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Tuesday, October 7, 2014

Source, please?

Does anyone have a source for the common practice of facing the shin-dalet-yud on the outside of the mezuzah to the front i.e. facing directly outwards,  and why it is undesirable for it to face the sides or back of the mezuzah case?


Thanks

8 comments:

  1. This comment has been removed by the author.

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    1. Yitzchak: I was aware of the kesses (it's 27:7 not 28:7) however there he writes that there should be a window in the case for the shakayso its seen. However, what about todays see through cases where even if the mezuzah has rolled to the side you can still see it clearly because the whole case is see through! Is it really necessary to straighten this out? Furthermore, a non see through case or one that does not have the hole for the shakay as the kesses writes, in particular the common type today that are made of metal , opaque plastic or wood where the mezuzah is inserted from the bottom of the case, it is very hard to guarantee that the mezuzah will not swivel around. But if there is no hole or window or transparent case, and you cannot see the shakay anyway - does it really matter?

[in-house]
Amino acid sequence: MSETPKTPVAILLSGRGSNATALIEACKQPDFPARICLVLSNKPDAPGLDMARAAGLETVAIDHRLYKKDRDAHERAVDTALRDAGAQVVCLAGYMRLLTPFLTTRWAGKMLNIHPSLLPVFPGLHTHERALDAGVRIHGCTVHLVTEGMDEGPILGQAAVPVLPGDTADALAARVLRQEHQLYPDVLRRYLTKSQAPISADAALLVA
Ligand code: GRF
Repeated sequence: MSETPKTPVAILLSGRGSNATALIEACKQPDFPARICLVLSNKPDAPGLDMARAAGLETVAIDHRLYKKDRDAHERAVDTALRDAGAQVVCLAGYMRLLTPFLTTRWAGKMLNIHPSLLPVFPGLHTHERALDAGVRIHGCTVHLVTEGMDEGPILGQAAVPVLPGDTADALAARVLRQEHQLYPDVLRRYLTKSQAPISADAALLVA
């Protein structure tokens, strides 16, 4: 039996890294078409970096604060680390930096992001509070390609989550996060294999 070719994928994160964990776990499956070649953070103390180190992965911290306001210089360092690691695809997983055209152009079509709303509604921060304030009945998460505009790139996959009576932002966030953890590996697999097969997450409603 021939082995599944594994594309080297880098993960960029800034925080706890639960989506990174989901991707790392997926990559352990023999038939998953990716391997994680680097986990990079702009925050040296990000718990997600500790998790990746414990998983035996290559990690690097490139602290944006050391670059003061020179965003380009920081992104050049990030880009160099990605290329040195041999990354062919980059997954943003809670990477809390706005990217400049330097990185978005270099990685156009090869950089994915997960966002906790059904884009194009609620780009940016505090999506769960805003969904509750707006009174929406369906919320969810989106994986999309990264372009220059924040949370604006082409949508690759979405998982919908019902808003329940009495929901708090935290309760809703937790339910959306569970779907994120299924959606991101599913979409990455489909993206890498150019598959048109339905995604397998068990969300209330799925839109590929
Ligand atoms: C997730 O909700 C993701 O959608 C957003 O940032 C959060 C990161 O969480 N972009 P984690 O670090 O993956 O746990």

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    2. I was actually wondering this exact thing as I was looking it up... More about the see-through cases

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    3. I would guess that since he provides the reason: כדי שיהא נראה מבחוץ that if you are already missing that because the case lacks a window, it doesn't matter which way the mezuzah is facing.

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  2. Keses 27:7, Ram"o Y"D 288:15, see Rishonim referenced there.

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  3. Also, see Pischei Teshuva 288 S"K 2.

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  4. Same as the kesses, more or less

    I did have some time over tom tov to look in the sefer pischei shearim on mezuzah and it appears that if the case is not see through it would not matter if the shakay rolls to either side or even behind.

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